A New York City detective, traveling by train between New York and Baltimore, tries to foil an on-board plot to assassinate President-elect Abraham Lincoln before he reaches Baltimore to give a major pre-Inauguration speech in 1861.
John Hamilton leaves a comfortable New York job to take up as an artist in a quiet Connecticut town. His dipso wife hates the life and falsely makes him out to be selfish, unsuccessful, and... See full summary »
When the women of America join together on election day and elect a Leslie McCloud as the US President, things get a little awkward. Especially for her husband Thad NcCloud. He, as First ... See full summary »
In this chronicle of a vaudeville family, Myrtle McKinley (class of 1900) goes to San Francisco to attend business school, but ends up in a chorus line. Soon, star Frank Burt notices her ... See full summary »
An office clerk loves entering contests in the hopes of someday winning a fortune and marrying the girl he loves. His latest attempt is the Maxford House Coffee Slogan Contest. As a joke, ... See full summary »
Lieutenant Braden discovers that Sally, the woman he's been falling in love with, has actually been checking out his qualifications to be a U.S. Navy frogman. He must put his personal life ... See full summary »
President Grant orders Indian fighter MacKay to negotiate with the Modocs of northern California and southern Oregon. On the way he must escort Nancy Meek to the home of her aunt and uncle.... See full summary »
After a boiler explosion aboard an aging ocean liner, a man struggles to free his injured wife from the wreckage of their cabin and ensure the safety of their four-year-old daughter as the ship begins to sink.
Andrew L. Stone
Bob Brent, a young Marine from Arkansas, impresses his comrades with his singing ability, and they pitch in to send him to New York to compete in an amateur contest. Success in the contest,... See full summary »
Professor Hardwick teaches at Winfield College and detests the new swing music that is the craze. He has written a rhapsody which he takes to New York to be published. Staying with his Aunt... See full summary »
Aubrey Filmore (Red Skelton) is a bumbling bellboy in a Missouri town who pesters the Union officers there; he desperately wants to be a spy for the North in the American Civil War. When Filmore accidentally waylays an infamous Confederate spy known as "The Grey Spider" and is mistaken for him by the Rebels, the Union brass see it as an opportunity for real espionage - and though Filmore is a coward as well as a fool, his real motivation for derring-do is a sweet Southern girl named Sallyann, whom he will see again behind Southern lines. Written by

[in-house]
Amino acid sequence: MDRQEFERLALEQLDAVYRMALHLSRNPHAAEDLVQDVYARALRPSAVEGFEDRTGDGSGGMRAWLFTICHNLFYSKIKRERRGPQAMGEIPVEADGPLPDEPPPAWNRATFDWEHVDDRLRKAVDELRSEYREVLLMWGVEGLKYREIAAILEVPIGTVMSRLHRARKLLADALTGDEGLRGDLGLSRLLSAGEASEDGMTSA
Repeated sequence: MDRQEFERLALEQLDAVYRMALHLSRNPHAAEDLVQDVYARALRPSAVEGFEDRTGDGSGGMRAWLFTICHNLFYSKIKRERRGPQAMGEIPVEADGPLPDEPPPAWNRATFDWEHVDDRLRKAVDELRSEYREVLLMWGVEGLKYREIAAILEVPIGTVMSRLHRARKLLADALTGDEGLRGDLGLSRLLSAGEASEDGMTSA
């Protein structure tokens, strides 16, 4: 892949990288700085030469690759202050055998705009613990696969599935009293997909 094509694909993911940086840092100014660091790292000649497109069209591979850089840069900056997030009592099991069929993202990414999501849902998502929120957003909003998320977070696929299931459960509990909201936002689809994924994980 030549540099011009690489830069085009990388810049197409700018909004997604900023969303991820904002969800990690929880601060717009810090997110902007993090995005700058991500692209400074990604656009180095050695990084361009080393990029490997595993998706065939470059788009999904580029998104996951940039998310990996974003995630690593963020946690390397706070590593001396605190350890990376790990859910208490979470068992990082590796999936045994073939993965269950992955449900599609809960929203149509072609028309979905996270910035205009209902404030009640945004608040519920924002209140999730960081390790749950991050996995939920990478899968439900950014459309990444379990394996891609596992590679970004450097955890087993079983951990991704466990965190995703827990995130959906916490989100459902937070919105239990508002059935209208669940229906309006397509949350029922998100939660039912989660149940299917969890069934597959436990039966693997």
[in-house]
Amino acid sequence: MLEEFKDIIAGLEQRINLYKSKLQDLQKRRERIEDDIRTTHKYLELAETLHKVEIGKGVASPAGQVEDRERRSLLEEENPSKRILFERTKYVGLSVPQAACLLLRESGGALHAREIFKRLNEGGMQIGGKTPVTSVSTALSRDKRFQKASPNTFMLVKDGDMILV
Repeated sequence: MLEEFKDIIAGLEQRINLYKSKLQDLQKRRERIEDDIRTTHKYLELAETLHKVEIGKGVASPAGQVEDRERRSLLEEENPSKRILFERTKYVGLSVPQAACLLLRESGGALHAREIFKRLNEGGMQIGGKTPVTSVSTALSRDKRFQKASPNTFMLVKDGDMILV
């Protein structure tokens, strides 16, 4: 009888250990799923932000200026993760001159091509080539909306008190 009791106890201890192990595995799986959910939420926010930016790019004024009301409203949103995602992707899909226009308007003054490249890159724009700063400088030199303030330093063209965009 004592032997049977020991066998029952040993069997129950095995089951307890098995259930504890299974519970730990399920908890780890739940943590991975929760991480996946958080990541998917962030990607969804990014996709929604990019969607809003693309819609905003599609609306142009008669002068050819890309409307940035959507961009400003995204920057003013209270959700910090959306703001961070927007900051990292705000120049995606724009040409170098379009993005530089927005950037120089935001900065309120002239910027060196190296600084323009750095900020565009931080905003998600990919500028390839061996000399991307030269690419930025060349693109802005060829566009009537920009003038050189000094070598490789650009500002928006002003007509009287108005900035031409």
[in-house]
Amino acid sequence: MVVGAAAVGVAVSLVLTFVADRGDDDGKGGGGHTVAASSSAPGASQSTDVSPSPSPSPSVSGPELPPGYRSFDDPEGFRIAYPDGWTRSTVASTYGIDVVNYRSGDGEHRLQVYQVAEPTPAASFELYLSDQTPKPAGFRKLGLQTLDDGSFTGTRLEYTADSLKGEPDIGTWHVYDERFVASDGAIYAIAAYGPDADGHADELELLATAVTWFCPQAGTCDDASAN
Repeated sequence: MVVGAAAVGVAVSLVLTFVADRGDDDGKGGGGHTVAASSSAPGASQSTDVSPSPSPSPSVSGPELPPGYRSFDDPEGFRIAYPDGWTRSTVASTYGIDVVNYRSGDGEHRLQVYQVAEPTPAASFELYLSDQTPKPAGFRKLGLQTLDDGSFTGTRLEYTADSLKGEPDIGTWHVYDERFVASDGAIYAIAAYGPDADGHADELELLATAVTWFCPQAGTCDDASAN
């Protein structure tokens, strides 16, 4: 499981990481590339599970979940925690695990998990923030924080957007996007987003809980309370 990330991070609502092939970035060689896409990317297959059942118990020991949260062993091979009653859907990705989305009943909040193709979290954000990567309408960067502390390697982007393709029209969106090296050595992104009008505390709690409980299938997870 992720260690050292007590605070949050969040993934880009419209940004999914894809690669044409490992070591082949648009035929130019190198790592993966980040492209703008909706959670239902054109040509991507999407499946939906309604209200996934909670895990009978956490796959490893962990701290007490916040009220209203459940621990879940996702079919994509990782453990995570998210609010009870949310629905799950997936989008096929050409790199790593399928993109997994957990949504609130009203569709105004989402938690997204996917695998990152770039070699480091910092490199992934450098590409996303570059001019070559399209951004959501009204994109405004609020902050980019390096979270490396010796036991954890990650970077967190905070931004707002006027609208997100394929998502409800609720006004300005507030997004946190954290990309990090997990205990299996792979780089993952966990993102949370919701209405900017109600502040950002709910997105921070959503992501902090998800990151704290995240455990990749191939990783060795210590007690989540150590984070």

Gary Dickerson <firstname.lastname@example.org>
No one could figure out a simple, yet funny way to get Aubrey out of the house when he was being held captive by the angry dog. Buster Keaton, employed by MGM as a roving gag man, was called to the set, looked at the set up, and came up with the idea of removing the door hinges and letting the dog in as Aubrey got out. The most famous gag in the movie took Keaton all of five minutes to devise. Buster also contributed other gags some of which he'd done himself years earlier. See more »
Mention of prisoner exchange is mentioned by the colonel. Prison exchanges wee stopped by Grant in 1864, the first union commander who realized the road to victory lay through attrition. See more »
This fun 1948 comedy by Edward Sedgwick is like a cross between "Uncivil Warriors" (the 1935 Three Stooges short with the stooges playing Capt. Dodge, Lt. Duck, and Lt. Hyde) and "Advance to the Rear" (a 1964 comedy starring Glenn Ford and Stella Stevens). It is not quite as zany as the Stooge classic but has more physical comedy than Ford's film, including stunts designed by Buster Keaton.
Red Skelton plays Aubrey Filmore, a bumbling hotel bellboy in 1865 St. Louis, who spends most of his working hours tracking down imaginary spies among the guests. Aubrey's bumbling pays off one afternoon when he accidentally knocks out a guest who turns out to be a legendary Confederate spy called the "grey spider". His good fortune continues when a southern belle, Sallyann Weatherby (Arlene Dahl) mistakes him for the spider. Wanting to exploit these events, the Union secret service gives him phony plans to pass along to the enemy and instructions to pass along to another union agent behind enemy lines. Predictably Aubrey gets the two packets of information mixed up and places the union agent and himself in jeopardy.
"A Southern Yankee" is quite funny if not especially noteworthy, the cast is solid and the production design of good quality.
Then again, what do I know? I'm only a child.
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